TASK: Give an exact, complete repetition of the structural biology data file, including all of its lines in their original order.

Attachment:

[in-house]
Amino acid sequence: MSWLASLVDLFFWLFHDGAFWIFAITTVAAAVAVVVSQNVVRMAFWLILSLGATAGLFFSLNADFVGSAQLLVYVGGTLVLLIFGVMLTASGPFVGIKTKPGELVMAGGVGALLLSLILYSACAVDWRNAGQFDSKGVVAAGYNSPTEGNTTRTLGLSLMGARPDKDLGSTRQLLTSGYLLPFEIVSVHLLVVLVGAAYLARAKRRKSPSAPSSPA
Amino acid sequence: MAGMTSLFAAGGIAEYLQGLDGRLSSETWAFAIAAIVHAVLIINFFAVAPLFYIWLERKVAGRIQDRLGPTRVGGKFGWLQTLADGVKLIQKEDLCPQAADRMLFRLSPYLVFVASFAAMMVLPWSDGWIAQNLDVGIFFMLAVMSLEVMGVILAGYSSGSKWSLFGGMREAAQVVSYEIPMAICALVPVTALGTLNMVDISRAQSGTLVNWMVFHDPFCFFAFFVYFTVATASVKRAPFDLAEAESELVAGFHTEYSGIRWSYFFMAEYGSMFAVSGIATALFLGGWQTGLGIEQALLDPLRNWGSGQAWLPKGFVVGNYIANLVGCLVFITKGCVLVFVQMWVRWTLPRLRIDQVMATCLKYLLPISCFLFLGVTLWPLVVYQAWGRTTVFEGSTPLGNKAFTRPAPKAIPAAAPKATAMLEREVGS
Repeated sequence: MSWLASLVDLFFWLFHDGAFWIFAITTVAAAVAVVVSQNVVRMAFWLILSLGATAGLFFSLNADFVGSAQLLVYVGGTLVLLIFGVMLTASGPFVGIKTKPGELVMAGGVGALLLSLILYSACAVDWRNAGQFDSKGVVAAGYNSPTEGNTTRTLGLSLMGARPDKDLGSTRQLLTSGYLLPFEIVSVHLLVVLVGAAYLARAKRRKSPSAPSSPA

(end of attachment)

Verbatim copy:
[in-house]
Amino acid sequence: MSWLASLVDLFFWLFHDGAFWIFAITTVAAAVAVVVSQNVVRMAFWLILSLGATAGLFFSLNADFVGSAQLLVYVGGTLVLLIFGVMLTASGPFVGIKTKPGELVMAGGVGALLLSLILYSACAVDWRNAGQFDSKGVVAAGYNSPTEGNTTRTLGLSLMGARPDKDLGSTRQLLTSGYLLPFEIVSVHLLVVLVGAAYLARAKRRKSPSAPSSPA
Amino acid sequence: MAGMTSLFAAGGIAEYLQGLDGRLSSETWAFAIAAIVHAVLIINFFAVAPLFYIWLERKVAGRIQDRLGPTRVGGKFGWLQTLADGVKLIQKEDLCPQAADRMLFRLSPYLVFVASFAAMMVLPWSDGWIAQNLDVGIFFMLAVMSLEVMGVILAGYSSGSKWSLFGGMREAAQVVSYEIPMAICALVPVTALGTLNMVDISRAQSGTLVNWMVFHDPFCFFAFFVYFTVATASVKRAPFDLAEAESELVAGFHTEYSGIRWSYFFMAEYGSMFAVSGIATALFLGGWQTGLGIEQALLDPLRNWGSGQAWLPKGFVVGNYIANLVGCLVFITKGCVLVFVQMWVRWTLPRLRIDQVMATCLKYLLPISCFLFLGVTLWPLVVYQAWGRTTVFEGSTPLGNKAFTRPAPKAIPAAAPKATAMLEREVGS
Repeated sequence: MSWLASLVDLFFWLFHDGAFWIFAITTVAAAVAVVVSQNVVRMAFWLILSLGATAGLFFSLNADFVGSAQLLVYVGGTLVLLIFGVMLTASGPFVGIKTKPGELVMAGGVGALLLSLILYSACAVDWRNAGQFDSKGVVAAGYNSPTEGNTTRTLGLSLMGARPDKDLGSTRQLLTSGYLLPFEIVSVHLLVVLVGAAYLARAKRRKSPSAPSSPA